Oprah Winfrey – “There’s more Chassidic Jew in me than I Knew”

February 16, 2012 by Henry Benjamin
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Rabbi Motti Seligson who attained his smicha at Sydney’s Yeshiva Rabbinical College and worked for two years at Bondi’s Central Synagogue has interviewed Oprah Winfrey. Watch the video…

Rabbi Motti Seligson interviews Oprah Winfrey pic: chabad.org

Winfrey is now an independent producer with her own network and is making a program on the life of Chassidim. Before being interviewed, she visited the Ginsburg family in Broooklyn and the impact of meeting them and learning about their lives is a focal point of her interview with Rabbi Seligson.

She told him that she had formally found Chassidim “formidable” and had never until that day spoken with any of them. She discovered that “we are are all more alike than we are different”.

What impressed her most was the warmth and sense of family values saying that she shared with them the principle of using life “for something purposeful”. Oprah Winfrey was surprised to learn that women were not in the basement of Chassidic life but were in fact “its foundation”. She said: “I felt a closer connection to my own heritage and traditions – I didn’t realise Judaism was so family oriented.”

She asked the Ginsburg children about Mickey Mouse, Shrek, Beyonce and J-Z. None of them knew what she was talking about. “This knocked me out” she said. “They are focused on what matters to them”. She told Rabbi Seligson that the average US child spends more than seven hours a day playing electronic games, texting and watching TV.

Winfrey said she had learned that Chassidim seek to find their own potential. “I live to serve that cause”, she told the rabbi.

Regretting that that their was no Shabbat in her life she voiced her wish that perhaps that at least once a week an entire family could have a meal together. The interview ended with Oprah Winfrey declaring: “There’s more Chassidic Jew in me than I knew”.

Rabbi Motti Seligson spent two years in Sydney where he attained Smichah at Bondi’s Yeshiva Rabbinical College. Rabbi Eli Feldman told J-Wire: “Seven years studying is a long time and many rabbinical students emulate the secular pattern of spending part of their courses in a different country.

At Bondi’s Central Synagogue, Rabbi Selugson worked as a youth leader with Studio Central, taught Torah classed and used his creative skills to produce the promotional material for the Shul.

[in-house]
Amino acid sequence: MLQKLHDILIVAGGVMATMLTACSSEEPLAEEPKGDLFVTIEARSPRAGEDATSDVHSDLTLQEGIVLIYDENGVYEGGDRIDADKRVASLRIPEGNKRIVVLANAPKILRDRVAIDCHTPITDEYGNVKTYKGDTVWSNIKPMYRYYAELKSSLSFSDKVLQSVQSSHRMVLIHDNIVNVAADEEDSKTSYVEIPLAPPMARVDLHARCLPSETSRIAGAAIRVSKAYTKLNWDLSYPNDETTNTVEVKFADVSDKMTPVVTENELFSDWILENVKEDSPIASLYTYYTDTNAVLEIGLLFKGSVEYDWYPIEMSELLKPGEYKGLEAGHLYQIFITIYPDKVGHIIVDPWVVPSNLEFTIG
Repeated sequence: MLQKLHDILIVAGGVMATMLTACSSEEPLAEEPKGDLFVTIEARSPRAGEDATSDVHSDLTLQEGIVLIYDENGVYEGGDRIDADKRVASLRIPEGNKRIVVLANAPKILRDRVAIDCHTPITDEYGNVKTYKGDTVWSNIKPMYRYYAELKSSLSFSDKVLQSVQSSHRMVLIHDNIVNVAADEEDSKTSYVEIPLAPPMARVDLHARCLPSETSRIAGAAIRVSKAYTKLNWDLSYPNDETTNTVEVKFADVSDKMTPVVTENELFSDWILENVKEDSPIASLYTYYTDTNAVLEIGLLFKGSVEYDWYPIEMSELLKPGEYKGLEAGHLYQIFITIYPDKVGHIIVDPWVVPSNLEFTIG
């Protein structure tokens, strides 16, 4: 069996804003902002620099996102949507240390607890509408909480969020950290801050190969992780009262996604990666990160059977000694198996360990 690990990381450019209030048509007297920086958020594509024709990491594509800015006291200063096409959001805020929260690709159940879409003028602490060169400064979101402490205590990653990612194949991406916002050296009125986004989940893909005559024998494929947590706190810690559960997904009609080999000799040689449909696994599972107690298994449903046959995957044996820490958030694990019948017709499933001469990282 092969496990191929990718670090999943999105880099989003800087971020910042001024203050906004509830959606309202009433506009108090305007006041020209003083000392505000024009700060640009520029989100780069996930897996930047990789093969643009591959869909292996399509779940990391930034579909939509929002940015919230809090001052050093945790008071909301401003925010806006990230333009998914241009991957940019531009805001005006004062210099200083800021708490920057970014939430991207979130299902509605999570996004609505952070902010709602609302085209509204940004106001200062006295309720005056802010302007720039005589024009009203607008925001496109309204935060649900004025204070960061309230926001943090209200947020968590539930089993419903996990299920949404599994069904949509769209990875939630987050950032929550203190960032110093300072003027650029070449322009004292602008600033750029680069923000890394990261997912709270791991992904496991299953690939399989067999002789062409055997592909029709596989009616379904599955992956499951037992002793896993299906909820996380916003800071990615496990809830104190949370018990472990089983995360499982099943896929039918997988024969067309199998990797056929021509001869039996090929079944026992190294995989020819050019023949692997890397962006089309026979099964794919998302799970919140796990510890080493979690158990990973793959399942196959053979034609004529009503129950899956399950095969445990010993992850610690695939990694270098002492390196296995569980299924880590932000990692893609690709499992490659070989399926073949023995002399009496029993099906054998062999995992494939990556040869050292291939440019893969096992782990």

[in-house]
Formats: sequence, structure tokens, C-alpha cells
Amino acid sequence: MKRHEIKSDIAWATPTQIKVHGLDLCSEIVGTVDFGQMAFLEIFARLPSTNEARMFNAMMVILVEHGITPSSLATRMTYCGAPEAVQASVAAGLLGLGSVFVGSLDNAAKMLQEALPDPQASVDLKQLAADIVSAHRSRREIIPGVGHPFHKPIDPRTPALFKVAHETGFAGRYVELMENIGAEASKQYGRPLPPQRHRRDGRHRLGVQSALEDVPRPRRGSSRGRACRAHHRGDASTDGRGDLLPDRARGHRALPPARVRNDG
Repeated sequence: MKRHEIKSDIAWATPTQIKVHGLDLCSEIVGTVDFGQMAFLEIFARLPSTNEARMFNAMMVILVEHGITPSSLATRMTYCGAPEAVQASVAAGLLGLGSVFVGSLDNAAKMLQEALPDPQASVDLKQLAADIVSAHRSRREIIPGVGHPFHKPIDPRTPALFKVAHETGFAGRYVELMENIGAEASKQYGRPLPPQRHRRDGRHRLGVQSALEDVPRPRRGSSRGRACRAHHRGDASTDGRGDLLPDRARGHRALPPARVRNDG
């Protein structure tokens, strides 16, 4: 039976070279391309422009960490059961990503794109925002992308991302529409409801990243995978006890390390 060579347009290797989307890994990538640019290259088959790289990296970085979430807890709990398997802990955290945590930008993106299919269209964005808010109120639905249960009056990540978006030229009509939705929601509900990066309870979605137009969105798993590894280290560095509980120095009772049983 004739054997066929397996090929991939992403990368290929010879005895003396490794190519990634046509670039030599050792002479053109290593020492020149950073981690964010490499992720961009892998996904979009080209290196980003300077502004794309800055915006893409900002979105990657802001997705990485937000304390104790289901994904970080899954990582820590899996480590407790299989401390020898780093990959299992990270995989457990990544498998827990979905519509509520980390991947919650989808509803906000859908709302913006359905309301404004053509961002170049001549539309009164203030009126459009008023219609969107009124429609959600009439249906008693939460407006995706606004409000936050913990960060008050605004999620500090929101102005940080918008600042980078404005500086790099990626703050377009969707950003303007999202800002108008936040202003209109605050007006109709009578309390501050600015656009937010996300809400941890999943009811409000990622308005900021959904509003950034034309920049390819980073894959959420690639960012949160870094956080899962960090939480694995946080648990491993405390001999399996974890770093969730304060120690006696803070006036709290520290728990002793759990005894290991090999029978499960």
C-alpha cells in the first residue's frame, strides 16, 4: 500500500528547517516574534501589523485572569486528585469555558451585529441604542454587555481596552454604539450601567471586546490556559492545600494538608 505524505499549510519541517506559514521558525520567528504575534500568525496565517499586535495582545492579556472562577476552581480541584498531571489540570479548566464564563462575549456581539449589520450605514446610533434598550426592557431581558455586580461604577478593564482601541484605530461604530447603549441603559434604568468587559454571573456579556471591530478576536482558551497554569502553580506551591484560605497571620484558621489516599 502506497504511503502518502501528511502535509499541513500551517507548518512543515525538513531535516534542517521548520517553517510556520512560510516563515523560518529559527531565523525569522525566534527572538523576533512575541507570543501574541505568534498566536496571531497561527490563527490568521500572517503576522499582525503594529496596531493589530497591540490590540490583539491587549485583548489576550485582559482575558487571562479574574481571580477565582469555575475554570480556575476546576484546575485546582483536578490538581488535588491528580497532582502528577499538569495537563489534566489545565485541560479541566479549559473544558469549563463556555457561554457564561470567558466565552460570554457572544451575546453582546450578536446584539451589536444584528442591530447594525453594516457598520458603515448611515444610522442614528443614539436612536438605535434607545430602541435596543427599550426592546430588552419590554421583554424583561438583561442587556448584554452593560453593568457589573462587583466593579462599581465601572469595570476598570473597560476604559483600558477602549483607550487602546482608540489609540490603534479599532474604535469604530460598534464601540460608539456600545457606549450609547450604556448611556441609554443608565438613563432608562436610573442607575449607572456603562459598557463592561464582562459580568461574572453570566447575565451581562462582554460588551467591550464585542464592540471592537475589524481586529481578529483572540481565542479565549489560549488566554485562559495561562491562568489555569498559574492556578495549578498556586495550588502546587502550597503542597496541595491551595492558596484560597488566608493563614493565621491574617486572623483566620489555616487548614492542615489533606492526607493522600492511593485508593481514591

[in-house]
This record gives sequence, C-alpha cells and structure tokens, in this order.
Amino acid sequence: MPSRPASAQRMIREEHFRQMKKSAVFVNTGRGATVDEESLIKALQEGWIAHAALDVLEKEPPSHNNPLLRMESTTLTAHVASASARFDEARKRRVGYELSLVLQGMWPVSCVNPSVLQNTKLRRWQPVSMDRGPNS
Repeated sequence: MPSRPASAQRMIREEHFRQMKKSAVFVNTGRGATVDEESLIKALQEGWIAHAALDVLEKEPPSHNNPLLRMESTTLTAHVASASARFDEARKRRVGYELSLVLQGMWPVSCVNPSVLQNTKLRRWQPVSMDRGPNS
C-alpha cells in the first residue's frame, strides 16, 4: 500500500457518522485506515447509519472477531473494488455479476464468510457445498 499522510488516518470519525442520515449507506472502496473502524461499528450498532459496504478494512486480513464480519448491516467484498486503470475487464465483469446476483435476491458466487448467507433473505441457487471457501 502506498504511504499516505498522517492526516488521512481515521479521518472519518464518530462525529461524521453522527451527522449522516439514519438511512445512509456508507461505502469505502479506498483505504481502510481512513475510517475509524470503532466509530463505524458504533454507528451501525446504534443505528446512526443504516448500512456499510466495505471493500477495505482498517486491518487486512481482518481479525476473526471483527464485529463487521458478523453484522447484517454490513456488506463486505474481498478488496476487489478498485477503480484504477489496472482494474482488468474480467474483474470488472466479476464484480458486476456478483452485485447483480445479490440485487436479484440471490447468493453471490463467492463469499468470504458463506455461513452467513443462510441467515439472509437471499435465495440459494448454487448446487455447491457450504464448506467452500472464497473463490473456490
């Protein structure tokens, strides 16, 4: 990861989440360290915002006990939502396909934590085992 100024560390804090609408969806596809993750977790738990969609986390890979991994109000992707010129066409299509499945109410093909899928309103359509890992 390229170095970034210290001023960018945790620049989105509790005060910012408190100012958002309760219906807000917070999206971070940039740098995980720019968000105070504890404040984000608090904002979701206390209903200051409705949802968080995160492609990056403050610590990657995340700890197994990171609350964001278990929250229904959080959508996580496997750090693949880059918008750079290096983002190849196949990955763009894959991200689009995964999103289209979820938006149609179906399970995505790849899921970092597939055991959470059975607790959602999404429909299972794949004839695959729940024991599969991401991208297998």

He told J-Wire: “Oprah spent the morning in Brooklyn with the Ginsburg family and visited Crown Heightsd before being taken on a tour of a Mikvah in Brooklyn Heights. She also met with a black Chassidic family. Whe was very respectful, very gracious and very warm.”

The iconic TV star had decided that in order to produce a program about the Chabad-Lubavitch movement sjhe would learn about their lives and values for herself rather than following the stereotyping. Rabbi Seligson said she had been “pleasantly surprised”.

Rabbi Motti Seligson does not carry out many high-profile interviews in his position as spokesmana for the Chabad-Lubavitch movement. He put getting Oprah Winfrey involved down to “good old-fashioned chutzpah”.

He added: “She left us feeling very inspired. It seems the lives of the Chassidim have inspired the inpsiring.”

Oprah Winfrey’s personal network visits communities at work and in their homes. The program on Chassidim aired in the U.S. this week.

 

 

 

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Comments

2 Responses to “Oprah Winfrey – “There’s more Chassidic Jew in me than I Knew””
  1. Ellen says:

    This doesn’t make up for the damage her repulsive ‘blood libel’ show has done all these years. I don’t believe her. She’s a fake.

  2. Lynne Newington says:

    Isn’t it wonderful, at sometime in their lives, those with Jewish roots seek them out.
    Even those who aren’t, only to seek ligitimacy.
    Were there any bishops in the Jewish tradition, I can’t recall any, not that I’m familiar with the Torah.
    As far as we’re concerned with connection to Rome, the wearing of the meter by our bishops had no religious significance other than a 12th century land owner and priest’s, in turn for the power to say mass, is serf property of the church.
    Interesting piece of history, thanks to Abott Marmion OSB. with more that I won’t bore anyone with.

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